Information has never been more valuable than it is in today’s digital age. Information is everything – it tells others so much about you that it can be a really powerful tool to use for organisations who want to market their products and services to a targeted audience.
The problem now is that it’s so easy to take large chunks of data – possibly containing millions of people’s personal information – and pass this on to someone who could make a fortune from it.
Despite legislation we have in the UK, the sale of information can be a serious problem.
As lawyers we know all too well how valuable information is. In our industry there were serious issues in terms of insurers, hospitals, garages, accident management services, and even the police selling accident victim’s information to lawyers for huge sums of money. Don’t worry – we were NEVER involved in it, and we’ve NEVER bought or sold claims; but it was a serious issue that was thankfully thwarted in 2013 with new legislation.
The problem now is that there is a vast ‘black market’ where people have been successfully tempted to wrongfully obtain information and sell it to organisations for personal gain. This, as I’m sure you’ll agree, is just not fair.
So what can be done about it?
Data Controllers and their responsibilities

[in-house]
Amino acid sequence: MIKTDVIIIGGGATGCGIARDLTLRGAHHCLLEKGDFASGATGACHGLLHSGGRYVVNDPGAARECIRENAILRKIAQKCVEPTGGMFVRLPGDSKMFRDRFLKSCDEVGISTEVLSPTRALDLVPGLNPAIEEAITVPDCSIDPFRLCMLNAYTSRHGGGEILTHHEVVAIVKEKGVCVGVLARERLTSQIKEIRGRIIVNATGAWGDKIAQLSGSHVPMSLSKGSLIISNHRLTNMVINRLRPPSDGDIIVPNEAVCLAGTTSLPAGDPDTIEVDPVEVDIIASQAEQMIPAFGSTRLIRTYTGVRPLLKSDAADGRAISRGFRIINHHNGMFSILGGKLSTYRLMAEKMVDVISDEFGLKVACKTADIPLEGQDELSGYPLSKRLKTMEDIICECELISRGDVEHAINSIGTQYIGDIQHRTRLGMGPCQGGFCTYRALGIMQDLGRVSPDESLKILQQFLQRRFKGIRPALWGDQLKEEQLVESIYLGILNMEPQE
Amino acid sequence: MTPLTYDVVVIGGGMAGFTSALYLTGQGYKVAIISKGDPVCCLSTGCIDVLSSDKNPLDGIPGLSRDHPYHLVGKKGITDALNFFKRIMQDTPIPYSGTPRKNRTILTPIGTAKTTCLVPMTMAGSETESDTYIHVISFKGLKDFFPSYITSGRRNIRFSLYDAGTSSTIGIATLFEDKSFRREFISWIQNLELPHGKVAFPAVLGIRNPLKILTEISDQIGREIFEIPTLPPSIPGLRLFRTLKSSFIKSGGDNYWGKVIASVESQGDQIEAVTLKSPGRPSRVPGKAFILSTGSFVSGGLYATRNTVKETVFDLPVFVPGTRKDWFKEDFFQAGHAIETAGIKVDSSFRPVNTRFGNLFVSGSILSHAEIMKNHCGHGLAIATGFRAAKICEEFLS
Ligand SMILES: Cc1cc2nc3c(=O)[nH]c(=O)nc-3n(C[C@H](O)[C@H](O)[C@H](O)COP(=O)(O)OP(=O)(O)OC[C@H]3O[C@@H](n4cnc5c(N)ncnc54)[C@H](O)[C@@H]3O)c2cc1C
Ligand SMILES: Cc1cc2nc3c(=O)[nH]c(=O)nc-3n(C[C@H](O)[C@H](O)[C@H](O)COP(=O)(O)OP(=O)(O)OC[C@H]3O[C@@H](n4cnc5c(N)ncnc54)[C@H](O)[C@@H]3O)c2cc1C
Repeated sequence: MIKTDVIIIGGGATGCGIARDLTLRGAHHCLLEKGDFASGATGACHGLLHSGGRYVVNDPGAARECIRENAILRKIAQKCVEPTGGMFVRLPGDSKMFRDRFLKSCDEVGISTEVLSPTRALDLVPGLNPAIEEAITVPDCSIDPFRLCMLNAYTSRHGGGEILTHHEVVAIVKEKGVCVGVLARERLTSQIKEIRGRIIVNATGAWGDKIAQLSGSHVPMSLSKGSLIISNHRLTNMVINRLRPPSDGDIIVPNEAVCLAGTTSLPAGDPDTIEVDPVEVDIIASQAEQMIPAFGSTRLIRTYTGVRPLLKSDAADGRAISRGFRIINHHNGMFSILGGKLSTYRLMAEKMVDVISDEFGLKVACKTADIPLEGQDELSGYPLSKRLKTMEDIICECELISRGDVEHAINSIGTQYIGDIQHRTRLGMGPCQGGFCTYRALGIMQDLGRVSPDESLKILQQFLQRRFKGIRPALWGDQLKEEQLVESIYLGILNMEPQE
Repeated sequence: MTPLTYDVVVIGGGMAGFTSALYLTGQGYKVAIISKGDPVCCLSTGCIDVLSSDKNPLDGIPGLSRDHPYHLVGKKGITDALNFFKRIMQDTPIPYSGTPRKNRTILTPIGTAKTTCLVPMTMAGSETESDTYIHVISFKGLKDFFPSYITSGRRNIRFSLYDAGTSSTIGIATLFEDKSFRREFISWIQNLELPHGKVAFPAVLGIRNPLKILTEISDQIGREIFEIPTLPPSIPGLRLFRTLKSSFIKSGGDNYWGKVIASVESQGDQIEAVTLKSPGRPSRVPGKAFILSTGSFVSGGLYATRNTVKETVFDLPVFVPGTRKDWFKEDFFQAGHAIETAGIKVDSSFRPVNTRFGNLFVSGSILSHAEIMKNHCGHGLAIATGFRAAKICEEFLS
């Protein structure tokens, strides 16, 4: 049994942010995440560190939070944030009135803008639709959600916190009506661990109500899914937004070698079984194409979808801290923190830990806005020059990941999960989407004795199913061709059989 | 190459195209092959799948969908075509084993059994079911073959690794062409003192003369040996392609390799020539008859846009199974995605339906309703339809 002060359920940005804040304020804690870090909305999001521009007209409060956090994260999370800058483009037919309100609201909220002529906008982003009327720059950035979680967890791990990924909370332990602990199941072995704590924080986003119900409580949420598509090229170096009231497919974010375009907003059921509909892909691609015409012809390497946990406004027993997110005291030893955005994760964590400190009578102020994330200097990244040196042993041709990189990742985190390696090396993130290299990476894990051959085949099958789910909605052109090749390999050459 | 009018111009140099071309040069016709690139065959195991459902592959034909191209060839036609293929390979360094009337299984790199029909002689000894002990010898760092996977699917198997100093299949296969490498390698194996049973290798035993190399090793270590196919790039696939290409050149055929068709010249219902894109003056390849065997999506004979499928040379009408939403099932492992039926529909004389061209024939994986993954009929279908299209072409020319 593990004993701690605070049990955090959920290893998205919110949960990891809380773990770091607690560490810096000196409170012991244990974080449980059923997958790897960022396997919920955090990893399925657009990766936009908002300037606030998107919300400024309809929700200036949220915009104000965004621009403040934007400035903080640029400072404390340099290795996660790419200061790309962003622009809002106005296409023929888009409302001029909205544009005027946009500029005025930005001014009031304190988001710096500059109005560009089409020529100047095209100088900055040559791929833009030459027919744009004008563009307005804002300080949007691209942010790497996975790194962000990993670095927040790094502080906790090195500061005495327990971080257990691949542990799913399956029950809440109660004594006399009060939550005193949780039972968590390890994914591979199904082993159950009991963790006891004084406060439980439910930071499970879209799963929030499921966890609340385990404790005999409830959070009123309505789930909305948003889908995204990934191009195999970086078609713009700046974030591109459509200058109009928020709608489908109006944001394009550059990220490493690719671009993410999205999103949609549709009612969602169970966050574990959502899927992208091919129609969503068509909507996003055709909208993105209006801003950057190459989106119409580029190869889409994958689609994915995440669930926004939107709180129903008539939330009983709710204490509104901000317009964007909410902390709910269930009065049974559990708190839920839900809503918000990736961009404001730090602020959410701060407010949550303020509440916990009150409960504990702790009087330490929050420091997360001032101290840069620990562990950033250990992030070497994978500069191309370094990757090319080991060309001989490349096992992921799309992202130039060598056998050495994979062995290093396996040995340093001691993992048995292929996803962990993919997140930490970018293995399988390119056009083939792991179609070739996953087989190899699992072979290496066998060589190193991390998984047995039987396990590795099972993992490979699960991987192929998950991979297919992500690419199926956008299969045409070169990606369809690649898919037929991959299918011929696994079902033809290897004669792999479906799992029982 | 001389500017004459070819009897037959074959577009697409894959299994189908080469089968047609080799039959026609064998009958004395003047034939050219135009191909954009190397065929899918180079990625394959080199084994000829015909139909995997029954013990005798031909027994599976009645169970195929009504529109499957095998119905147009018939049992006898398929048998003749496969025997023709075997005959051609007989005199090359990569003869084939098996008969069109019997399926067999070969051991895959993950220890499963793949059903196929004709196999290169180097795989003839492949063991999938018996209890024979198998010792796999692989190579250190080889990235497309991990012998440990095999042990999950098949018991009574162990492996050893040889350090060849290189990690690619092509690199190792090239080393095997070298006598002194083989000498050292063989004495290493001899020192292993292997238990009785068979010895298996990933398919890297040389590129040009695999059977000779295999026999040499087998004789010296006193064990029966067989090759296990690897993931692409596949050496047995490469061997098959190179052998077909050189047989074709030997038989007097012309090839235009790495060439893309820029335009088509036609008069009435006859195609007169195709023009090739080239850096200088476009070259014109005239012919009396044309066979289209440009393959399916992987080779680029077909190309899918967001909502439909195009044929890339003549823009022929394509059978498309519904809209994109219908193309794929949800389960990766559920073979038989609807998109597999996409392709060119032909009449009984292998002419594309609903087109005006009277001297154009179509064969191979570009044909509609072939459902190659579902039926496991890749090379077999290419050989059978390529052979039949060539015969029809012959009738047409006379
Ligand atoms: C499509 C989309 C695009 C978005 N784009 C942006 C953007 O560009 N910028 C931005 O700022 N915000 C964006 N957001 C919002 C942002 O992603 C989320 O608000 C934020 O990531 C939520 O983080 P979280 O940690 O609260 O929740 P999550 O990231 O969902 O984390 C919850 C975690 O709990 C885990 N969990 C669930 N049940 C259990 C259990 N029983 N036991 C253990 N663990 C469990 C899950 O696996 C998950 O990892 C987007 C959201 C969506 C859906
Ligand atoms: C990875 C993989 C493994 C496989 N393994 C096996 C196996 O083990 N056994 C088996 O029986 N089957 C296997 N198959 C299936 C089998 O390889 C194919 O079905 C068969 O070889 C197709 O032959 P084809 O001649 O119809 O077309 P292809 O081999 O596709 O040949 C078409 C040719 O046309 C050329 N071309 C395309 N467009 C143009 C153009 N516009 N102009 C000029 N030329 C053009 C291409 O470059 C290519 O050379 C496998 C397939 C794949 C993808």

It is the responsibility of organisations as data controllers to take effective steps to secure data and prevent it from falling in to the wrong hands. But even then it’s not unheard of for an employee to steal data and sell it on for profit; a serious offence that can result in a criminal prosecution. In fact, just last week the ICO reported the case of David Barlow Lewis, a former employee of insurance giants LV, who has been prosecuted for attempting to get another LV employee to sell him customer data.
Information like that can be of serious value to people who can use it effectively. There is a huge market for organisations that can directly target what may be an appropriate audience for their products and services.
Data controllers who fail to take effective steps to protect data they hold are liable if data falls in to the wrong hands; even if it’s an employee, the employer can still be vicariously liable, meaning they are still responsible to compensate victims appropriately.
What we do
We, as a firm of expert Data Leak Lawyers, are charged with the responsibility of ensuring that victims are entitled to receive the compensation they deserve if their information is leaked or abused.
We help people on a no win, no fee basis and we’re currently acting for individuals in both singular cases and large group actions. If you have been affected by a data leak, we can help you too.
IMPORTANT: advice on this page is intended to be up-to-date for the 'first published date'.
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